It’s been a rough week, slowly recovering from my last radiation treatment — October 15 — and still fighting its cumulative fatigue and insane itchiness on my left breast. I was at my wits’ end, crying in public, (I almost never cry anywhere), just done.
I had a follow-up meeting with the radiation doctor, to be told I’d gained (!?) 10 pounds in six weeks and now needed blood tests to see why. This despite seeing my clothes fit more loosely and gaining compliments on my apparent weight loss.
Our GP, thankfully, saw us an hour later and did the tests; (I’m fine.)
But I started crying in his office, weary of all of it.
I apologized for being a big blubbering baby, ashamed and embarrassed by my inability to control my emotions.
“You’re normal,” he said, calmly and compassionately.
Jose, my husband, sat in the room with us, listening as I absorbed this pretty basic fact.
What, I’m not made of steel?
Kelly’s tend to be (cough) ambitious and driven; three of us won major national awards in the same month, when I was 41, my younger half-brothers then 31 and 18; I for my writing, they for business skills and for a key scientific discovery, (yes, the youngest!)
We tend to aim high, compete ferociously for as long as it takes, (each of my books, later published by major NYC houses, were rejected 25 times), and usually win, dammit!
We keep our emotions very close to the vest and keep small, tight circles of intimates. I don’t really do acquaintance.
Being weak, scared, in pain, exhausted and, even worse, letting others see us in this condition?
I’m slowly getting used to it.
Compassion for my fragility is my new oxygen, as much for myself as the gratitude I feel for that shown to me.
Welcome to hell — and Augie, a horse with, for the moment, nowhere safe to go. But read on…
All images in this post — NO REPOSTING! — courtesy of photographer PeterDaSilva.
By Caitlin Kelly
As anyone watching the news knows, parts of California have been devastated by wildfires, causing thousands to flee their homes and, so far, 71 to lose their lives — with more than 1,000 people missing — the state’s deadliest fire in 17 years.
First responders and firefighters are helping residents flee to safety.
Including many pets and animals.
Members of the UC Davis Veterinary Emergency Response Team, Ashley Nola (left) and Catherine McFarren (right), tend to burns on a dog that was brought in to the Butte County Fair Grounds where large animals are being sheltered during the Camp Fire, as it continues to burn through the region, fueled by high winds in Butte County, California.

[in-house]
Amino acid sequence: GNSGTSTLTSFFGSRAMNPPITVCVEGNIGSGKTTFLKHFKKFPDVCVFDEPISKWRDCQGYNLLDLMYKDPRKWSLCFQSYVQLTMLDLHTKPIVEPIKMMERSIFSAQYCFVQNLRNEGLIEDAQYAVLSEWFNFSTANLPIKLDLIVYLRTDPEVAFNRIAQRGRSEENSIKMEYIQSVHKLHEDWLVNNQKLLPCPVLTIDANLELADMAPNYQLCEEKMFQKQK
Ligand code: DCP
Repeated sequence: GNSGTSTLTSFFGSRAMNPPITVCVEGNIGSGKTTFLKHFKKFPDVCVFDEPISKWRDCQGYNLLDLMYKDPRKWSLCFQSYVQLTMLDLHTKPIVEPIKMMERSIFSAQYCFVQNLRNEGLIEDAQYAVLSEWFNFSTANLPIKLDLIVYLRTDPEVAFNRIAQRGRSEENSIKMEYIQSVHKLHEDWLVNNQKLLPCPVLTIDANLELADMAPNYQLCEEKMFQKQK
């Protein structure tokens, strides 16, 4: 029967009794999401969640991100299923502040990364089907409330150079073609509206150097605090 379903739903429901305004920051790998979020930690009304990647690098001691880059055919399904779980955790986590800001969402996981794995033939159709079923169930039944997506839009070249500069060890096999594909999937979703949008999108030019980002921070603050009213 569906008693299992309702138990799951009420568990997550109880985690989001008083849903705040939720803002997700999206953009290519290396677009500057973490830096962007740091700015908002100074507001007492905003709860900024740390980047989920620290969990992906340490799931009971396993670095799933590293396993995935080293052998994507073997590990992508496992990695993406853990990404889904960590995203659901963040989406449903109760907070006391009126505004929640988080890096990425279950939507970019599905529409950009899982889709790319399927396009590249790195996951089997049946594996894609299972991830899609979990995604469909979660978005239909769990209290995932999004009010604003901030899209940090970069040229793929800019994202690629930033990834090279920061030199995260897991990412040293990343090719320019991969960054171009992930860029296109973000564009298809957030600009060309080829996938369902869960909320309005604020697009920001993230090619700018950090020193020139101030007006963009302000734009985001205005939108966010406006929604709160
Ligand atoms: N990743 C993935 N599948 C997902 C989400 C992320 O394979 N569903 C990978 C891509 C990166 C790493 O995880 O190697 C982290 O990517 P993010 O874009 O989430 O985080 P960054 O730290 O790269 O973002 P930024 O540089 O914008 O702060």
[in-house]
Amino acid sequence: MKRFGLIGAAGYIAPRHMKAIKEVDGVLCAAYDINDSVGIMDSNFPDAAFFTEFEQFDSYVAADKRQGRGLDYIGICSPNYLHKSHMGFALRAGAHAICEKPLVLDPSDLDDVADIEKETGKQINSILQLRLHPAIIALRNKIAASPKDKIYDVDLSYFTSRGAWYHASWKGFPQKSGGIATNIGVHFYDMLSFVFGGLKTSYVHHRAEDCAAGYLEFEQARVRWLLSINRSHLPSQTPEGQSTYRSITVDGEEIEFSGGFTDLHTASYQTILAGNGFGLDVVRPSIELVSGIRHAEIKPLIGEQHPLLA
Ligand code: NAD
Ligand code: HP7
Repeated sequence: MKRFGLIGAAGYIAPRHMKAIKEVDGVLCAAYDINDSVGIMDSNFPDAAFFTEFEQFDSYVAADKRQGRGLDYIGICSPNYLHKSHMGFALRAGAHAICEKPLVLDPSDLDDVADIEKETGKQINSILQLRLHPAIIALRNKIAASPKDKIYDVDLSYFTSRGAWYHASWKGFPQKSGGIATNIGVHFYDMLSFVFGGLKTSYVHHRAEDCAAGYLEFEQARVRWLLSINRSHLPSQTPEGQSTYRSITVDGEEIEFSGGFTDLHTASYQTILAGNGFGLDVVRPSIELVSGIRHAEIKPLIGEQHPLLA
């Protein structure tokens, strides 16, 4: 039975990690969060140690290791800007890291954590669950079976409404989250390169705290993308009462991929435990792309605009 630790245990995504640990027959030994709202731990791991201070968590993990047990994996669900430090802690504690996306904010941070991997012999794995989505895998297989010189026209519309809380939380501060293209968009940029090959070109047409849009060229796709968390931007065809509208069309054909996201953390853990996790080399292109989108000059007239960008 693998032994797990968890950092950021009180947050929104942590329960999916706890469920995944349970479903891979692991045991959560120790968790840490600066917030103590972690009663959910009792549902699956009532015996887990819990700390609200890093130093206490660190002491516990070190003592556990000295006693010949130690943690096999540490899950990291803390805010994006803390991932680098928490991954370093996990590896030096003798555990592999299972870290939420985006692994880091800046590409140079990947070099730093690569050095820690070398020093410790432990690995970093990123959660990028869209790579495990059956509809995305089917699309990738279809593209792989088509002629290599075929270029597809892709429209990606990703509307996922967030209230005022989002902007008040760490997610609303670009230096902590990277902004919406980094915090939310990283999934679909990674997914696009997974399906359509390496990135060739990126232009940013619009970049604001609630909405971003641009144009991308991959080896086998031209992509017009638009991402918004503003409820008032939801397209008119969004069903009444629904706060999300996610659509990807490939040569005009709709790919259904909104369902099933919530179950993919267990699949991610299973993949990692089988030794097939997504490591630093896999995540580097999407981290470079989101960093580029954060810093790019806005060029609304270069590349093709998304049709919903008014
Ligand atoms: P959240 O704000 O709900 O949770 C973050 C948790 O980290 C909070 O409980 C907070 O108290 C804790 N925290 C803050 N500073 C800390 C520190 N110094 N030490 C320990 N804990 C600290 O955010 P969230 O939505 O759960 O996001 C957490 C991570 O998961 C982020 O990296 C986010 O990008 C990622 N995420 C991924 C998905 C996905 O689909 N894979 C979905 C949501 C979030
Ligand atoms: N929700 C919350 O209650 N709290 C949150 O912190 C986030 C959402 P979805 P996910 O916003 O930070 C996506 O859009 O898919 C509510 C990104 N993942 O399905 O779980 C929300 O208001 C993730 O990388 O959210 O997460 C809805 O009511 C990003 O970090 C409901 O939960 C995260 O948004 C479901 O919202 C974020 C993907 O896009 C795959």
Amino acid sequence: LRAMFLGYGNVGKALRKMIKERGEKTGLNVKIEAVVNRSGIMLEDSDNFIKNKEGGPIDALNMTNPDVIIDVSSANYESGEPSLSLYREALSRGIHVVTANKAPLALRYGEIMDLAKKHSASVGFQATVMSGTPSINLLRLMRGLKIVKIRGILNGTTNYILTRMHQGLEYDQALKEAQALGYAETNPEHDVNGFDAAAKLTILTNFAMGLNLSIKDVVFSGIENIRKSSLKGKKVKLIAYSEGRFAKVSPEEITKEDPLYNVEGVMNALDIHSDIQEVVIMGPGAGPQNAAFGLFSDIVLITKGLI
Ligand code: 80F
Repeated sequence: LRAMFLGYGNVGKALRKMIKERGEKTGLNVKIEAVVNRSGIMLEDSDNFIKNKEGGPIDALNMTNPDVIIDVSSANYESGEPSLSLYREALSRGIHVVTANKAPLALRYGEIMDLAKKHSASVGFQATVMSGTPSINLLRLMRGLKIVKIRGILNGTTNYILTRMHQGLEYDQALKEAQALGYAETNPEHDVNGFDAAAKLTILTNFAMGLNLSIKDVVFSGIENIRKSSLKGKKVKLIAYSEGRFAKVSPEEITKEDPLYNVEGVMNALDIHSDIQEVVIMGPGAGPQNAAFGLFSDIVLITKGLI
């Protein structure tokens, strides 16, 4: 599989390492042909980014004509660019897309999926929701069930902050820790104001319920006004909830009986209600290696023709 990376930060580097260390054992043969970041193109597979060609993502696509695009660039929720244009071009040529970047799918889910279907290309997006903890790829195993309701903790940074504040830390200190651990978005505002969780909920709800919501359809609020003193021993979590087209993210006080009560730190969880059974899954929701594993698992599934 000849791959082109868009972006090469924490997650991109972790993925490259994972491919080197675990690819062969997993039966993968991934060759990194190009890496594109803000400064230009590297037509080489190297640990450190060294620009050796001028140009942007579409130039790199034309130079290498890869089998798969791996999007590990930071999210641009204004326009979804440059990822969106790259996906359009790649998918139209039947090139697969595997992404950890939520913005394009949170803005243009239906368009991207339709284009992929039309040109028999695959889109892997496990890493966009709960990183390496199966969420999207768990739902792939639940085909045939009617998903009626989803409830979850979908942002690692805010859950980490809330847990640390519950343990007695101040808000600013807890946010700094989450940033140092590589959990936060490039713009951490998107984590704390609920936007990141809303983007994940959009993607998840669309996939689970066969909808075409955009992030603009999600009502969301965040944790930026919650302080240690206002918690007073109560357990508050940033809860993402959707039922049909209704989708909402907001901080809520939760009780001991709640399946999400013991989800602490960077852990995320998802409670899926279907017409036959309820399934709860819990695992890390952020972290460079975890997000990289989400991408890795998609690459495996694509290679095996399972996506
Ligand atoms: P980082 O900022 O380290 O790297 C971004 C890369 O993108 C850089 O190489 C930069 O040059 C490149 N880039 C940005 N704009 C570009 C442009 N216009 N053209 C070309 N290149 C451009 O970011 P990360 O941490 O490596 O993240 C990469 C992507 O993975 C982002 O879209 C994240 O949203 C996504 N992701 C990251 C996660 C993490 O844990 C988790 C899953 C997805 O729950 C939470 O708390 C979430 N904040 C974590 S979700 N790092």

Redding policemen who promise to return, found a trailer to rescue Augie the horse after his owner had to leave him in a shopping center parking lot, as fire grew closer and she had to leave him since she had no way to get him out as the Camp Fire burned out of control through Paradise, California.
But so are some amazing journalists, one of them a dear friend, San Francisco-based photographer Peter daSilva, who I first met in 2012 when we worked on a New York Times story about Google together. He is a kind, gentle, meticulous professional.
I’m honored that Peter has allowed me to share his story here of helping a fleeing California woman save her beloved horse —– he’s been inundated with media requests, almost all of which he’s refused— but said I could tell it here, and to include his images, all of which were shot on assignment for the European Press Agency.
With his permission, I’ve reprinted the story (slightly edited) from his own Facebook page:
To Hilary Johnson and Augie of Paradise, Calif.- I just wanted to let you know that the three Redding law enforcement officers and myself kept our promise.
I met Hillary and Augie in a shopping center parking lot on the afternoon of Nov. 8th. She had just escaped the flames of the fire that burned through Paradise, CA with just the clothes on her back, riding Augie to a safe place.
Hillary lost her home and everything to the fire.
As she stood watching the impending movement of the fire with other residents of Paradise, law enforcement were encouraging all of us to leave, as the flames were just burning across the street.
While standing in the lot, Hillary in tears walked passed me. I stopped her to ask what was going on.
She had made the decision to set Augie free since there was no transport for him and she could not just leave him tied up in the lot.